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Re: MTU of the Internet?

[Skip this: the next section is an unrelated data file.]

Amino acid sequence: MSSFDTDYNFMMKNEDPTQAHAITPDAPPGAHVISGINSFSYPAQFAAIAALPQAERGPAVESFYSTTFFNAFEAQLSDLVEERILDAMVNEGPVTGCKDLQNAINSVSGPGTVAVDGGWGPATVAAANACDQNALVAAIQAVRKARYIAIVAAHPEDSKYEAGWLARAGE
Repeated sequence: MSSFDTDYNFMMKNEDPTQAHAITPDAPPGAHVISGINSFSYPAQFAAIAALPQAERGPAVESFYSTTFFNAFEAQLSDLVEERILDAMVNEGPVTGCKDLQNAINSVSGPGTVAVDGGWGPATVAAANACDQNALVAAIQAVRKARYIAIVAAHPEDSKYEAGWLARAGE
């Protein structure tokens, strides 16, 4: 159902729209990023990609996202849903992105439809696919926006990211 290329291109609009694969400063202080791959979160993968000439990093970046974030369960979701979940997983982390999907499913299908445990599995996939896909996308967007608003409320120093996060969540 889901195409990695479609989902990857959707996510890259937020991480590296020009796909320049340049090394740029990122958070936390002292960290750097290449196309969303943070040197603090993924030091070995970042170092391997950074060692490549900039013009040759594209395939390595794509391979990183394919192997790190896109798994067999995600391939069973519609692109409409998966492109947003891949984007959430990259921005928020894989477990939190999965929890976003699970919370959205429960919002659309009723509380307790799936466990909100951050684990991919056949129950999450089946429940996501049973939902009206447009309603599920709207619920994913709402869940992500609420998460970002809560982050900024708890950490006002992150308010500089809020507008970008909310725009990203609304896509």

Patrick McManus writes: > At the risk of introducing meaningful background literature: > ftp://ds.internic.net/rfc/rfc2068.txt > > I direct folks to 14.36.1 "Byte Ranges" which when interleaved with > pipelined requests comes very close to achieving client-driven > multiplexing that I'd suggest from a UI pov will behave much better > than the multiple connections method (eliminating the cost of tcp > congestion control but at the cost of some application protocol > overhead). More than application overhead, I suspect the biggest problem with this otherwise good idea is that it won't be implemented corrently by the browsers or the servers. For example on the server end, it would see multiple requests for the same object, at different byte ranges. If that object is being created on the fly by a program process (e.g. CGI) the browser won't have a clue of the size. What is the correct behaviour of the server if the request is made for bytes 0-2047 of an object which invokes a CGI program to create that object? Obviously it can send the first 2048 bytes, but then what? Should it leave the process pipe blocked until the next request comes in? One httpd listener might well have to have dozens of these stalled processes. Should they all remain there until the persistent connection is broken? Of course with multiple connections, you have all these processes, anyway. But at least you know when the process should go away (when the connection is dropped). If the persistent connection gets dropped before all the object get loaded, then loading _must_ start from the beginning, since objects may now become inconsistent (a different GIF image can be created by a new instance of the program that generates it). Of course, all of this can be done. But can you trust the developers of every browser and every server to get it right? What I am saying is that if this is to be pursued, it needs to be pursued with a lot of details addressed that even the RFC doesn't seem to touch on. Consider CGI. Should the server start a new instance of CGI for each range request, passing that request via the CGI environment? Or should the server keep each CGI persistent as long as each range request is sequential to the previous one? What if there are two different requests for the same path, which in the ordinary case can indeed generate distinctly different objects (not cacheable). How would the server know which of them to continue when the next range request comes in (previously the distinction is managed by the connection). While I can see that persistent connections with range requests can solve many things, I believe the implementations will botch it up in most cases to the extreme that it won't get used. A subchannelized method of doing request/response transactions over a single persistent connection would handle more (if not all) of these cases better (IMHO). -- Phil Howard | firstname.lastname@example.org email@example.com firstname.lastname@example.org phil | email@example.com firstname.lastname@example.org email@example.com at | firstname.lastname@example.org email@example.com firstname.lastname@example.org milepost | email@example.com firstname.lastname@example.org email@example.com dot | firstname.lastname@example.org email@example.com firstname.lastname@example.org com | email@example.com firstname.lastname@example.org email@example.com